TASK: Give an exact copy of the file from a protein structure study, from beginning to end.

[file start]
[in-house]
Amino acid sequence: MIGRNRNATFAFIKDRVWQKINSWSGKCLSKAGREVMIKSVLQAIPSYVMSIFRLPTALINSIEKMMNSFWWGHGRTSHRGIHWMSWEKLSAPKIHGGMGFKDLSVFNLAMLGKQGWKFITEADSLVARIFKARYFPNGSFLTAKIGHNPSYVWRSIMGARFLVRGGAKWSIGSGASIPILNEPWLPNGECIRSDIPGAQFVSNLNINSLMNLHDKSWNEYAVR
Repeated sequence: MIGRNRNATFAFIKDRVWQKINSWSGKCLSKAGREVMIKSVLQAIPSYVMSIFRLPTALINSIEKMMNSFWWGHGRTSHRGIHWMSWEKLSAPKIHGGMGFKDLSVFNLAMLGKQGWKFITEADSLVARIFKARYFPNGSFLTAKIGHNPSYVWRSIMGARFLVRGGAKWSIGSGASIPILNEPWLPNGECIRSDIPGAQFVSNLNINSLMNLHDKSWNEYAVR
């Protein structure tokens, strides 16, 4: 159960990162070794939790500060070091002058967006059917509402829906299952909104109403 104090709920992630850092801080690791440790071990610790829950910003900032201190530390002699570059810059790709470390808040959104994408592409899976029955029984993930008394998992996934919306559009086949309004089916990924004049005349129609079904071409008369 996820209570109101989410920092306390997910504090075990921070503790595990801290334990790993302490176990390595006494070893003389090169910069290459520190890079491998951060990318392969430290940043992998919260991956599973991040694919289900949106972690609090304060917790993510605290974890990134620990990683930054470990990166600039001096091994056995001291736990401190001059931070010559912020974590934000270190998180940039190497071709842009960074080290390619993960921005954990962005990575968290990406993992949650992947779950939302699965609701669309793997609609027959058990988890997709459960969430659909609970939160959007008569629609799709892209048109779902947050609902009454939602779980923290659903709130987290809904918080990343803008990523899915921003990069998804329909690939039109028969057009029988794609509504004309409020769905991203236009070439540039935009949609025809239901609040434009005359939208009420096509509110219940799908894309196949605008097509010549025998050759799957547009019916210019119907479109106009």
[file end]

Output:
[in-house]
Amino acid sequence: MIGRNRNATFAFIKDRVWQKINSWSGKCLSKAGREVMIKSVLQAIPSYVMSIFRLPTALINSIEKMMNSFWWGHGRTSHRGIHWMSWEKLSAPKIHGGMGFKDLSVFNLAMLGKQGWKFITEADSLVARIFKARYFPNGSFLTAKIGHNPSYVWRSIMGARFLVRGGAKWSIGSGASIPILNEPWLPNGECIRSDIPGAQFVSNLNINSLMNLHDKSWNEYAVR
Repeated sequence: MIGRNRNATFAFIKDRVWQKINSWSGKCLSKAGREVMIKSVLQAIPSYVMSIFRLPTALINSIEKMMNSFWWGHGRTSHRGIHWMSWEKLSAPKIHGGMGFKDLSVFNLAMLGKQGWKFITEADSLVARIFKARYFPNGSFLTAKIGHNPSYVWRSIMGARFLVRGGAKWSIGSGASIPILNEPWLPNGECIRSDIPGAQFVSNLNINSLMNLHDKSWNEYAVR
């Protein structure tokens, strides 16, 4: 159960990162070794939790500060070091002058967006059917509402829906299952909104109403 104090709920992630850092801080690791440790071990610790829950910003900032201190530390002699570059810059790709470390808040959104994408592409899976029955029984993930008394998992996934919306559009086949309004089916990924004049005349129609079904071409008369 996820209570109101989410920092306390997910504090075990921070503790595990801290334990790993302490176990390595006494070893003389090169910069290459520190890079491998951060990318392969430290940043992998919260991956599973991040694919289900949106972690609090304060917790993510605290974890990134620990990683930054470990990166600039001096091994056995001291736990401190001059931070010559912020974590934000270190998180940039190497071709842009960074080290390619993960921005954990962005990575968290990406993992949650992947779950939302699965609701669309793997609609027959058990988890997709459960969430659909609970939160959007008569629609799709892209048109779902947050609902009454939602779980923290659903709130987290809904918080990343803008990523899915921003990069998804329909690939039109028969057009029988794609509504004309409020769905991203236009070439540039935009949609025809239901609040434009005359939208009420096509509110219940799908894309196949605008097509010549025998050759799957547009019916210019119907479109106009």